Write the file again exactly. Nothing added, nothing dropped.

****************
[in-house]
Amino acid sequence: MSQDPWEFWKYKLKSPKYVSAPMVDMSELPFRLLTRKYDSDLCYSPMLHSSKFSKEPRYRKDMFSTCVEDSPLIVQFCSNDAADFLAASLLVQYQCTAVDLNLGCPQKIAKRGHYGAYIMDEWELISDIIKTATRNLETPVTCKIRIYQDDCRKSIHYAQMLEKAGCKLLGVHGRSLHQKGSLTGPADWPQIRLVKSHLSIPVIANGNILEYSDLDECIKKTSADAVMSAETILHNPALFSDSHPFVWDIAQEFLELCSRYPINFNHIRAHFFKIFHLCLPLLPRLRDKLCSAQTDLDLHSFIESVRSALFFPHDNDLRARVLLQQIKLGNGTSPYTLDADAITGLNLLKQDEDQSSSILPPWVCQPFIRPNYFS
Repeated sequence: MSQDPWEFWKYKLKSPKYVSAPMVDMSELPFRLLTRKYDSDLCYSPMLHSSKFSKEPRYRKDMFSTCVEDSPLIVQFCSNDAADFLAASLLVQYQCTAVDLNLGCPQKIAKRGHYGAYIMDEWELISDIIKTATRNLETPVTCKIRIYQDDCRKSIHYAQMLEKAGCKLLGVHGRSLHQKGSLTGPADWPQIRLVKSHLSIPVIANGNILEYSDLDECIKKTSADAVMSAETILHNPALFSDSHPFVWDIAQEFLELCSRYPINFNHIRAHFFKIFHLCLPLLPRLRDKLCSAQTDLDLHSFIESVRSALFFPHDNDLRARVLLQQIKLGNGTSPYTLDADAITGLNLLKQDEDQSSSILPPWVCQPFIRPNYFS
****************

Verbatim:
[in-house]
Amino acid sequence: MSQDPWEFWKYKLKSPKYVSAPMVDMSELPFRLLTRKYDSDLCYSPMLHSSKFSKEPRYRKDMFSTCVEDSPLIVQFCSNDAADFLAASLLVQYQCTAVDLNLGCPQKIAKRGHYGAYIMDEWELISDIIKTATRNLETPVTCKIRIYQDDCRKSIHYAQMLEKAGCKLLGVHGRSLHQKGSLTGPADWPQIRLVKSHLSIPVIANGNILEYSDLDECIKKTSADAVMSAETILHNPALFSDSHPFVWDIAQEFLELCSRYPINFNHIRAHFFKIFHLCLPLLPRLRDKLCSAQTDLDLHSFIESVRSALFFPHDNDLRARVLLQQIKLGNGTSPYTLDADAITGLNLLKQDEDQSSSILPPWVCQPFIRPNYFS
Repeated sequence: MSQDPWEFWKYKLKSPKYVSAPMVDMSELPFRLLTRKYDSDLCYSPMLHSSKFSKEPRYRKDMFSTCVEDSPLIVQFCSNDAADFLAASLLVQYQCTAVDLNLGCPQKIAKRGHYGAYIMDEWELISDIIKTATRNLETPVTCKIRIYQDDCRKSIHYAQMLEKAGCKLLGVHGRSLHQKGSLTGPADWPQIRLVKSHLSIPVIANGNILEYSDLDECIKKTSADAVMSAETILHNPALFSDSHPFVWDIAQEFLELCSRYPINFNHIRAHFFKIFHLCLPLLPRLRDKLCSAQTDLDLHSFIESVRSALFFPHDNDLRARVLLQQIKLGNGTSPYTLDADAITGLNLLKQDEDQSSSILPPWVCQPFIRPNYFS